G1 Xnnn Ynnn Znnn Ennn Fnnnn        Move the tool to the specified positions in mm. If previously, the command G91 was given with no G90 before the G1 command, the G1 command specifies the distance in mm the tool should move in the X-, Y- and Y Axis relative to the current position. Options left out means no change.
The optional Ennnn moves the “Extruder motor” (stepper motor used for the syringe pump which is connected to the E-motor connector of the Anet V1.0 board). It results in Dispension/uptake of sample into the pipet tip.
The rational number (float) nnn(n) specifies the position/distance values in mm.
The parameter F specifies the speed in mm/min
G4 Pnnnn                                            Wait. The integer nnnn specifies the time period in milliseconds
G4 Snnn:                                             Wait. The integer nnn specifies the time in seconds
G28                                                     Homing of all axes
M280 P0 Snnn                                     For nnn < 200: Move servo with servo index 0 for the specified angle in degrees. For nnn > 200: Move servo 0 with specified pulse width in microseconds.


The PipetBot can be extended using an auxiliary micro controller as explained in section 2 below. There, you also find a convenient solution for making the development of scripts for controlling devices more accessible to the end user: A program with a graphical user interface (GUI) that generates G-code scripts semi-automatically.

2       Extending the Anet A8-based liquid handling robot with additional periphery

In most cases, the installation of Marlin2forPipetBot instead of stock Marlin firmware will free enough pins to add hardware extensions such as servos and sensors to make the robot react on sensor input.

Additionally, the status of all pins but sensitive (protected as per Marlin/src/Marlin.cpp) ones can be changed using the G-code command M42 P<pin> S<value> with <value> = 0 or with <value> = 1.

To further extend the possibilities of the cartesian robot, the servo pin of the robot’s controller board (e.g pin 27 of the Anet V1.0 board) can then be connected to a digital input pin of any 5V microcontroller / development board. If the servo pin (pin 27) of the AnetV1.0 board is connected to digital pin 8 of an Arduino UNO Rev.3-compatible development board, several options are available to measure the pulse duration of the servo control signal (duration of the +5V (HIGH) signal output from the servo pin (pin 27) of the Anet V1.0 board). One could use external interrupts (via attach.Interrupt()). Note, that the Arduino docs state: By declaring a variable as volatile, “it directs the compiler to load the variable from RAM and not from a storage register, which is a temporary memory location where program variables are stored and manipulated. […] A variable should be declared volatile whenever its value can be changed by something beyond the control of the code section in which it appears, such as a concurrently executing thread. In the Arduino, the only place that this is likely to occur is in sections of code associated with interrupts, called an interrupt service routine.”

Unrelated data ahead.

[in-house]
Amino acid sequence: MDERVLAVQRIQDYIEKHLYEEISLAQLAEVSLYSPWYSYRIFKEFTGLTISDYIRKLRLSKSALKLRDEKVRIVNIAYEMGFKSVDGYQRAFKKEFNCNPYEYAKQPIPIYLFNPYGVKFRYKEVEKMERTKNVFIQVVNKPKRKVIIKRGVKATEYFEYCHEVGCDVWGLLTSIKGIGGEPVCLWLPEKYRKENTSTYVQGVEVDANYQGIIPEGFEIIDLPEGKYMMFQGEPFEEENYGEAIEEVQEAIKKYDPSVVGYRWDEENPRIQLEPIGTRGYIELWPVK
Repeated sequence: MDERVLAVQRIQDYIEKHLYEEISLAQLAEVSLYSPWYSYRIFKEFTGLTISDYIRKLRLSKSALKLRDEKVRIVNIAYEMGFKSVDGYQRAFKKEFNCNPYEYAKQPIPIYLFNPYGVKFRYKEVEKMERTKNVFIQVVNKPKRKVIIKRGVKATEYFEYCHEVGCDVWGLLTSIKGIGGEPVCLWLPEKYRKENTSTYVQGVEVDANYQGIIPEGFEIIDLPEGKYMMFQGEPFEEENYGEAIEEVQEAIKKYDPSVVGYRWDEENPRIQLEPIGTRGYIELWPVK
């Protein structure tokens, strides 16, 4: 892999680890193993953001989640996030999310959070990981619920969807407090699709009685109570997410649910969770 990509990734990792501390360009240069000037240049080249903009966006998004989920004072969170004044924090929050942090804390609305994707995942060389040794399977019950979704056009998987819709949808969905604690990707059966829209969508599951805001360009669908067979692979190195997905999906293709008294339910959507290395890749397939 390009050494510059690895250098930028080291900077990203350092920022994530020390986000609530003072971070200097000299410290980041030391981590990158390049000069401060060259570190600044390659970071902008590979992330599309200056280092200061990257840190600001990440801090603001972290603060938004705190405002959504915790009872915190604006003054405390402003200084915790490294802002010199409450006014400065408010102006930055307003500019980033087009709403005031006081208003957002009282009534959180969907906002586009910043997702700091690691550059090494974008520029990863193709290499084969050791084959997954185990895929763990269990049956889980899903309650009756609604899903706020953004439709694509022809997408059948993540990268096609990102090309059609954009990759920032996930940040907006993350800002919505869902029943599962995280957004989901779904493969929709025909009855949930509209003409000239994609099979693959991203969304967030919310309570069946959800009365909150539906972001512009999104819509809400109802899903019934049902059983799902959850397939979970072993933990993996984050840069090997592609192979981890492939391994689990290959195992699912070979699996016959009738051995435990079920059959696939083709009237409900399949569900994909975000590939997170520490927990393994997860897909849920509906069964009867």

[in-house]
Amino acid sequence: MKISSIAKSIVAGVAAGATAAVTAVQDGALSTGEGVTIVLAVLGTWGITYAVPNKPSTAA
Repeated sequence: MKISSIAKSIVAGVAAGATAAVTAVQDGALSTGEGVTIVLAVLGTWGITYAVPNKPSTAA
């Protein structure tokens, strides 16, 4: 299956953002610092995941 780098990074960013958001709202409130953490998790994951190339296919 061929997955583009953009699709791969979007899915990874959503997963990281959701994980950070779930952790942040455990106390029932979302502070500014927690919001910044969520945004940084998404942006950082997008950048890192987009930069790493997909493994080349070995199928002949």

The code on the auxiliary microcontroller could call functions that control servos, motors and other hardware connected to the auxiliary-microcontroller device dependent of the pulse width.

Keep in mind, that bitwise operations in Standard C will automatically promote their operands to an int, which is by default 16 bits in avr-gcc. To work around this use typecasts on the operands, including literals, to declare that the values are to be 8 bit operands. (See section 20 “Why does the compiler compile an 8-bit operation that uses bitwise operators into a 16-bit operation in assembly?” of the FAQ in the avr Libc Reference manual). Also, if clearing interrupt flag registers bits by setting the interrupt flag to logical 1, do not use the bitwise OR equal operator ( |=, pipe equal). 

It makes sense to use an interrupt-based version of readPulse. A version using the input capture feature is described here:

This is what I came up with:

A slower but more flexible solution is to use Repetier Server with G-code that contains a command with syntax ;@execute command param1 param2. Here, “command” has to be the absolute path to the executable file. It can be used to start an executable file. The executable file can be a python script that uses pySerial or pyFirmata to receive data from- and send commands to another Arduino or a sketch using the boost/asio library. Repetier Server 0.9 supports the Klipper 0.70 firmware which relies on sending of G-code via serial port and pySerial for comparison of data streams. https://forum.repetier.com/discussion/4795/connect-repetier-server-to-klipper-firmware